After visiting the Caribbean Coast, I continue through North-Eastern Colombia with my friend Isabelle (Isa). We spend a week in the Santander Region, and plan to make quick last-minute business stops at three hotels in the charming village of Barichara, next to San Gil: Hostel Color de Hormiga, Hotel Terra Barichara, and Eco Hotel El Ocaso. How will the hotels receive me seeing as I am with a friend? Is it at all possible to merge work and touring the surrounding areas while working with the hotels in all of two days?
First days of 2015, first steps in South America, first visit to Colombia … what a great bunch of ‘firsts’! My friend Isabelle (‘Isa’) joins me for a 15-day ladies’ trek along the Caribbean Coast, from Cartagena to the Guajira Peninsula, by way of the incredible national park of Tayrona … all of this with the added benefit of a short little ‘hotel business’ mission at the La Sirena Eco-Hotel (in Palomino).
These past six months of gallivanting around Central America comprise the first chapter of this Hospitality Tour through Latin America which is now coming to an end. From Mexico to Panama, I gave a marketing boost to 25 hotels in exchange for room and board. I also took the opportunity to learn all their best practices in ethical tourism in order to share this information on Hopineo. I had fabulous experiences, and met incredible people … Before changing continents and going off to Colombia, I want to share with you a quick retrospective on this first part of the adventure. (PS: A big “thank you” to Helene, Holly, Fernando and all the others who helped me with the translations into english of these blog articles!)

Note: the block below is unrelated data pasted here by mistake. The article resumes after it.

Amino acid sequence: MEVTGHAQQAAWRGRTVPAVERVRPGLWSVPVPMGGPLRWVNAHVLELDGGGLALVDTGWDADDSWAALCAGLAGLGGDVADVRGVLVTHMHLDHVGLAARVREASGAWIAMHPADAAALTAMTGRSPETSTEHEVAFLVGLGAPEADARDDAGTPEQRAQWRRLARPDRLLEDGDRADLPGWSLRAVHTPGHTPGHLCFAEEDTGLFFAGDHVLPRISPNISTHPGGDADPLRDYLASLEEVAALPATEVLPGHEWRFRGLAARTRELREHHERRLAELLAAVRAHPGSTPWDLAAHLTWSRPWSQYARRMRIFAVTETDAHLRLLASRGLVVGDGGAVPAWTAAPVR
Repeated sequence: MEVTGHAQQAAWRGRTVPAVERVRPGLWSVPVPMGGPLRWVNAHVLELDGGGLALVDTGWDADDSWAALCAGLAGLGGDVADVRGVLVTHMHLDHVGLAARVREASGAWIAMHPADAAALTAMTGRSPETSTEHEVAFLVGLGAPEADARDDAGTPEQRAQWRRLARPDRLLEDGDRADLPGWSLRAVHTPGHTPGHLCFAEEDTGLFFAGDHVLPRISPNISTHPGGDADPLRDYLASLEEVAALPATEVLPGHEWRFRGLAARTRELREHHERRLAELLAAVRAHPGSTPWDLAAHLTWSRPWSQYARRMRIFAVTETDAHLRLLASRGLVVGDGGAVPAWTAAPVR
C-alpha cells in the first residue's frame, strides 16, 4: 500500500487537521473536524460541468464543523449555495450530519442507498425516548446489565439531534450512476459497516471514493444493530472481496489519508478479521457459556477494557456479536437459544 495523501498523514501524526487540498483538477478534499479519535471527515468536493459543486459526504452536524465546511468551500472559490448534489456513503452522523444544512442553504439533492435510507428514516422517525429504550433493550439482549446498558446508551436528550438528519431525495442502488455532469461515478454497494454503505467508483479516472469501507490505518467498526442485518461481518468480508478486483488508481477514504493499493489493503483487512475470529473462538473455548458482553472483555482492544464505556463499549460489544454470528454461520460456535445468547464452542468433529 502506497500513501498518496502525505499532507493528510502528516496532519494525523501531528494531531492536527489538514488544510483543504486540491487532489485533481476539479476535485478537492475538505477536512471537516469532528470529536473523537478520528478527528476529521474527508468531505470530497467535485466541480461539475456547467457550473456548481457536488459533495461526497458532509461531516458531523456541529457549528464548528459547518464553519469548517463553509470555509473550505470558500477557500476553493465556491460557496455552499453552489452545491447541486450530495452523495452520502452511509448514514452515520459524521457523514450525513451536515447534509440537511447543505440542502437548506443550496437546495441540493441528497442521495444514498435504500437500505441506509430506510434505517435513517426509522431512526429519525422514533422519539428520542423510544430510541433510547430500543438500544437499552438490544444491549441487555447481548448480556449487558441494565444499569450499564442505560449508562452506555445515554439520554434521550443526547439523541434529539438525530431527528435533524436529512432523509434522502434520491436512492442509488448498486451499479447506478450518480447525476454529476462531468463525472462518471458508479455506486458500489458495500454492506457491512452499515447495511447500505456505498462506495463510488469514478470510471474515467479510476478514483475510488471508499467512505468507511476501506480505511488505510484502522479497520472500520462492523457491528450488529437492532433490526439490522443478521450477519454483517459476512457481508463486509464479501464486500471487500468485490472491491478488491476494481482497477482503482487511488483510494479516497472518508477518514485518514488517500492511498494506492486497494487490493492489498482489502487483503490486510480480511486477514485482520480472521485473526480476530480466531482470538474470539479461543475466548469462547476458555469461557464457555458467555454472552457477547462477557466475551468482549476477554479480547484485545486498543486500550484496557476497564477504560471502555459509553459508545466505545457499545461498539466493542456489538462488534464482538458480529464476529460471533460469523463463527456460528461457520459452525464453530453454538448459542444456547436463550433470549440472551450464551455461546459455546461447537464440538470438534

These 6 last months rambling around Central America reserved me a wonderful bunch of surprises: budding speleologist, Indiana Jones girl, apprentice mermaid… I share with you a little bit of this magical cocktail of emotions through 10 unique experiences from Mexico to Panama:
Villa Marina Lodge, where I spent my last month-and-a-half on Venao Beach, is really part of a larger investment made by a sizeable group of Panamanian investors (Grupo VerdeAzul). To thank me for my help, the manager kindly gave me a fabulous goodbye gift: two nights w/breakfast at one of their hotels during my stop in Panama City. So I am finishing off my visit through Central America at a 26th hotel—a ‘bonus’ this time: a stay at the Tryp by Wyndham Panama Albrook Mall.